A lack of Covid-19 tests for medics, their families and hospital patients in the UK has led to a situation in which people are being denied necessary treatment and vital specialists are having to self-isolate, NHS trusts warn.
“Chief executives in Leeds, Bristol and London… were saying that [they] have got staff off that they simply cannot afford to have off,” Chris Hopson, the chief executive of NHS Providers – an organization of NHS trusts representing hospital staff, told Sky News.
The issue was caused by the medics’ and their family members’ inability to “get access to tests” in time, which forced them to self-isolate instead every time they or their family members exhibit symptoms similar to those of Covid-19, Hopson explained.
Patients who are scheduled to undergo surgery are also at risk of being denied these vital medical services because of the same lack of available Covid-19 tests, the NHS official warned. “We have now got cases where patients who should be being treated, we can’t treat them, because they can’t get access to a test,” Hopson told BBC Radio 4’s Today show. “That is a real problem.”
NHS Providers has warned that the continued shortage of tests could send hospitals into chaos since NHS admissions of people with cancer, heart attacks and other deadly diseases already fell significantly in the first half of the year since priority was given to Covid-19 treatment. The number of the new coronavirus cases has, meanwhile, almost doubled in the first weeks of September in comparison to late August.
The testing crisis was revealed in a recent investigation by the LBS Radio, which reported that literally no test bookings were available in any of the UK’s 10 Covid-19 hotspots, including Bolton, Salford, Bradford and Manchester.
The healthcare system is not the only area affected by the testing crisis. Schools across the UK also said they were struggling to get enough tests for teachers and pupils who were therefore forced to self-isolate instead if they exhibit symptoms. At least 30 schools have already sent pupils home, and seven of them have shut down completely due to suspected cases, according to the Daily Mail.
The NHS has blamed the crisis on staff shortages in the laboratories that now have to deal with a surging number of tests as the number of new Covid-19 cases has risen exponentially. According to some media reports, the laboratories are ready to hire “recent graduates” with a biology degree, “preferably conversant with PCR assay techniques,” and even students with “some previous lab experience” to help them deal with the testing backlog.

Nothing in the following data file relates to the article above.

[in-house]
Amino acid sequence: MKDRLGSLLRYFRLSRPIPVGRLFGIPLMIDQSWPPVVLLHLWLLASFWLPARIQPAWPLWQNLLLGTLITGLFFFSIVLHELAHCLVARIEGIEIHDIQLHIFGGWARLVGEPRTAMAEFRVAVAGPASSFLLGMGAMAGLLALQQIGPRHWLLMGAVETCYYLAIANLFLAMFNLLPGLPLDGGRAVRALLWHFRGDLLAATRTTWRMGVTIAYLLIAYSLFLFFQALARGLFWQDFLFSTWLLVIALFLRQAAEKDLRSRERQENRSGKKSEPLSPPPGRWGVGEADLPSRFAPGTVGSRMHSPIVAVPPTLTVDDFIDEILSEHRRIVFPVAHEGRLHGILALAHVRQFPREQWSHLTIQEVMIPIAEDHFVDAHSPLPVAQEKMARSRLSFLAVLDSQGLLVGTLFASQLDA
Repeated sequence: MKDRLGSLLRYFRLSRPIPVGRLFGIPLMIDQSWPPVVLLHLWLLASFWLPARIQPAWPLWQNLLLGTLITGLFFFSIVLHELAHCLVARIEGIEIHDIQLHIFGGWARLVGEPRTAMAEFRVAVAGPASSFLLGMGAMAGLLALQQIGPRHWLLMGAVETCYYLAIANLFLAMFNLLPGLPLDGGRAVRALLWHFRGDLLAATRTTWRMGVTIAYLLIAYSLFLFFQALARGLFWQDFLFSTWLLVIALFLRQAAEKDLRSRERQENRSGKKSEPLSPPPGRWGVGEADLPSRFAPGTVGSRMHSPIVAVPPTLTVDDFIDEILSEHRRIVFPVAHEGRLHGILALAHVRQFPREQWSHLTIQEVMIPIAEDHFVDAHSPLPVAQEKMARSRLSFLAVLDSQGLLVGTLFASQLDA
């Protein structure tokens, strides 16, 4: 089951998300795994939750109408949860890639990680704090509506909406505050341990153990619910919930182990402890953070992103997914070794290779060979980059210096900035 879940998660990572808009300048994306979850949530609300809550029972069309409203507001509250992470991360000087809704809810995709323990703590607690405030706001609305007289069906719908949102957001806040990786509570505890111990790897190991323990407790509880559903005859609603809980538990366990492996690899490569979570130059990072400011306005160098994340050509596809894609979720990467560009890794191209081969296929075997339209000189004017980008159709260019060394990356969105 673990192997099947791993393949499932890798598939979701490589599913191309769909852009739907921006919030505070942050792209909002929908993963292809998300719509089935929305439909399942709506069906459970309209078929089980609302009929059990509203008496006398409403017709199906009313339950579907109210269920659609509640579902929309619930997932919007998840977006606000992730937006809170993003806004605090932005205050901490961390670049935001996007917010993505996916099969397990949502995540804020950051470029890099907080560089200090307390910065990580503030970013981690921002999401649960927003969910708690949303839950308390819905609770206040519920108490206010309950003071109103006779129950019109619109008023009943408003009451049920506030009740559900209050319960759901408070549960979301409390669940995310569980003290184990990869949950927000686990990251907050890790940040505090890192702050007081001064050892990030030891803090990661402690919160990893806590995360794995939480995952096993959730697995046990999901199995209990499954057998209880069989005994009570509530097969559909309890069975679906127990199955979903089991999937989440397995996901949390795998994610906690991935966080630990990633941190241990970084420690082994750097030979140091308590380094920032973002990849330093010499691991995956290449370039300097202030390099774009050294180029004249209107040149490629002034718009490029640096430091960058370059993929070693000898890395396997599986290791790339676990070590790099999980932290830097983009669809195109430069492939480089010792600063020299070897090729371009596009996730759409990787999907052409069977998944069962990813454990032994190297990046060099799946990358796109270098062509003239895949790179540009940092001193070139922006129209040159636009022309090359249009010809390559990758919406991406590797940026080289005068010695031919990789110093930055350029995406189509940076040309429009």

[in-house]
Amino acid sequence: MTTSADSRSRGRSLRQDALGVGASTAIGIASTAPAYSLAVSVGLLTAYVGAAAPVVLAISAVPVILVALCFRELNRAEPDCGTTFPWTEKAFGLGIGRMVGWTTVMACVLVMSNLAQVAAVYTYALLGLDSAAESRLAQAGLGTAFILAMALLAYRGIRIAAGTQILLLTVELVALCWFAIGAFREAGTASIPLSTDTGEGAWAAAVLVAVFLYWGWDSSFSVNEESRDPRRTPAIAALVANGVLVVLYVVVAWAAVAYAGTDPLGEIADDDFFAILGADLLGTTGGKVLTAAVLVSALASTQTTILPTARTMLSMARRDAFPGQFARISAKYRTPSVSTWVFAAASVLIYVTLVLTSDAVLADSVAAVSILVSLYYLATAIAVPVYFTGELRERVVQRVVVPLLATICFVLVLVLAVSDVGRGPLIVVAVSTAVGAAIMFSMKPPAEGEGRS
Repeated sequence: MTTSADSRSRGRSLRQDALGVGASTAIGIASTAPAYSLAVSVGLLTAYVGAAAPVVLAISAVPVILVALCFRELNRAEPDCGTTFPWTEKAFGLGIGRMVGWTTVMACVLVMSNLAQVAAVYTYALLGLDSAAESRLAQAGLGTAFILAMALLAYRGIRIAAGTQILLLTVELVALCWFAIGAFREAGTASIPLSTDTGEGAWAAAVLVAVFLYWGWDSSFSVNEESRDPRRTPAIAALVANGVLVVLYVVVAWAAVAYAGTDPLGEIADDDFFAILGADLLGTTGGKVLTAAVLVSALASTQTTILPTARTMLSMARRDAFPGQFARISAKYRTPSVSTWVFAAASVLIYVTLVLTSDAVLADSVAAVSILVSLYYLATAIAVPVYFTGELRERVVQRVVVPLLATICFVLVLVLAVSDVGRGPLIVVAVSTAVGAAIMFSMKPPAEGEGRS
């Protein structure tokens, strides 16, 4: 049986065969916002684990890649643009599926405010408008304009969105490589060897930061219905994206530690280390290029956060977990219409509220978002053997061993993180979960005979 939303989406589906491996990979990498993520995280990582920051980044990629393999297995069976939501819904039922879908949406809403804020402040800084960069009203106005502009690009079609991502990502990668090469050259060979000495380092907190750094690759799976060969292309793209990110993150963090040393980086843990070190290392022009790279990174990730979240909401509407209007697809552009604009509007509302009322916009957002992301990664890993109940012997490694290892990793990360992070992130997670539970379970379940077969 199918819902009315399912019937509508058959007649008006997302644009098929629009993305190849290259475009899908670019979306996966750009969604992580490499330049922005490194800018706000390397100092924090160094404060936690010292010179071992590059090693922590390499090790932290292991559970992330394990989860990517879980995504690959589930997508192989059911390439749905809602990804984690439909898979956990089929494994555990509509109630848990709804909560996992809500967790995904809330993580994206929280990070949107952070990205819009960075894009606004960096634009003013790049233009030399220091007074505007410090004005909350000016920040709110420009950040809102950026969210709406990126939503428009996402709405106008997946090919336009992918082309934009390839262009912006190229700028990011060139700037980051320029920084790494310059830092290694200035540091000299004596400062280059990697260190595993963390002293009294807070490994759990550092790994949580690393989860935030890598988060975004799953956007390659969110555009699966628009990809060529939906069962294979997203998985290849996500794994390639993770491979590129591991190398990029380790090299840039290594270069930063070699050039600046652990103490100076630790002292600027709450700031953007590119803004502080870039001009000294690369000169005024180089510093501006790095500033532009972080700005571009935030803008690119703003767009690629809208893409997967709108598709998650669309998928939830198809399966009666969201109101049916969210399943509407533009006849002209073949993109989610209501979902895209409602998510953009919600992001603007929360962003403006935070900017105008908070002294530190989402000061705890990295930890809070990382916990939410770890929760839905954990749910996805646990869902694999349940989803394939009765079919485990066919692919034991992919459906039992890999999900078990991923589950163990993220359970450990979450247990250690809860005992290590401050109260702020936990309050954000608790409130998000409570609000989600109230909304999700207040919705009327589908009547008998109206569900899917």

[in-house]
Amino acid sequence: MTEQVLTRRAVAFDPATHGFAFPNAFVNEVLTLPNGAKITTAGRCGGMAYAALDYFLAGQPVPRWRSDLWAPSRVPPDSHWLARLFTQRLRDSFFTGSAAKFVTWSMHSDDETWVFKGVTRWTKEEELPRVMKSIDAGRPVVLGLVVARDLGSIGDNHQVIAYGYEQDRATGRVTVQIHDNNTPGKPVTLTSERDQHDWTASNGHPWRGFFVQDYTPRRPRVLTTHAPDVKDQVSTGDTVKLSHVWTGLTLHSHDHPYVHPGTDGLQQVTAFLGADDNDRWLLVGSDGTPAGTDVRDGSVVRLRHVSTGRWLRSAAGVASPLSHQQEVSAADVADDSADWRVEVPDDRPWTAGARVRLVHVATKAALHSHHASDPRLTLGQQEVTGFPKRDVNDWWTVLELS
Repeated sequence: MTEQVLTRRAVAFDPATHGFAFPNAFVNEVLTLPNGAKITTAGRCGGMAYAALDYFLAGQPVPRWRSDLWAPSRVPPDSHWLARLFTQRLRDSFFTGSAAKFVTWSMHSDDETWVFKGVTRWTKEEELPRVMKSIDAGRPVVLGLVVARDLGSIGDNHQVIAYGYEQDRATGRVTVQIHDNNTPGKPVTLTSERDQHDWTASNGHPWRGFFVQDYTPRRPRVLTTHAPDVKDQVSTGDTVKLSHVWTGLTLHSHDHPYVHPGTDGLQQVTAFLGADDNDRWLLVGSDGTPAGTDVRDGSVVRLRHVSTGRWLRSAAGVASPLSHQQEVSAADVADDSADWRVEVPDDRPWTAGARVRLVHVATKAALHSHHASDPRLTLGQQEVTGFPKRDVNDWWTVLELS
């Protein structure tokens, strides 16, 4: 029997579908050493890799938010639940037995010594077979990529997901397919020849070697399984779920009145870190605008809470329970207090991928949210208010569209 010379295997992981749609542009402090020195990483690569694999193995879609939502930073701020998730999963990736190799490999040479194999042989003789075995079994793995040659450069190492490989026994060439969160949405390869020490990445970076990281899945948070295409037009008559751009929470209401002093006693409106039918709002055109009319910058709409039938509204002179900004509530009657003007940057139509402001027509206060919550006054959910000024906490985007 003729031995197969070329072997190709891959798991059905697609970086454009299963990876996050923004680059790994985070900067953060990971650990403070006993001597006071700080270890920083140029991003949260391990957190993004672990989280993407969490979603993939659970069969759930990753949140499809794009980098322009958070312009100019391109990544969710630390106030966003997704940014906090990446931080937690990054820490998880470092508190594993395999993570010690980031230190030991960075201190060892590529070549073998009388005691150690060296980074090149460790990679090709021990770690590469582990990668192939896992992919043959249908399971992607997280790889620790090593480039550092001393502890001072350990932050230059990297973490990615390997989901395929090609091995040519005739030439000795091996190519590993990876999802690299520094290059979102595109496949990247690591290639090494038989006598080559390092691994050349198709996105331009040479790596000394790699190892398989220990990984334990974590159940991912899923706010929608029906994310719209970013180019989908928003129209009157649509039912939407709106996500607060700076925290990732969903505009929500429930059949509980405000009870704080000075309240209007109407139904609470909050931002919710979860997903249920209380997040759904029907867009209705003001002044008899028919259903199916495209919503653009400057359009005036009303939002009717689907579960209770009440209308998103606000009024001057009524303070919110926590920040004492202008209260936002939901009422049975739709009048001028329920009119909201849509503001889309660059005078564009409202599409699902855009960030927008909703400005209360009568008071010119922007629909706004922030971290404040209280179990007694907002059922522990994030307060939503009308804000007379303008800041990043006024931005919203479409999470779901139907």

However, the government is apparently continuing to deny that the problem even exists. A government website providing statistics on coronavirus testing shows that the number of tests processed each day, which was around 200,000 last week, is by far exceeded by the existing estimated total testing capacity reported by the laboratories, which amounted to over 374,000 tests per day as of September 10.
Home Secretary Priti Patel also denied there was anything close to a testing crisis. “It is wrong to say that tests are not available. New booking slots are being made available every single day,” she told BBC Breakfast. She also said that medics “should have no issue in terms of accessing a test,” while calling instances in which people were unable to get tests “unacceptable.”
Hopson, however, believes that the government is simply trying to “politically communicate their way out” of the crisis by focusing on the number of tests already done and promising to drastically increase testing capacity in the future. But this is not what the UK’s healthcare system needs right now, the NHS official told Sky News.
“The trust leaders that we have talked to told us: ‘Could we, please, have a little less of the political communication pretending that all is well and a little bit honesty about what is going on, so that we can actually deal with this?'” he revealed.
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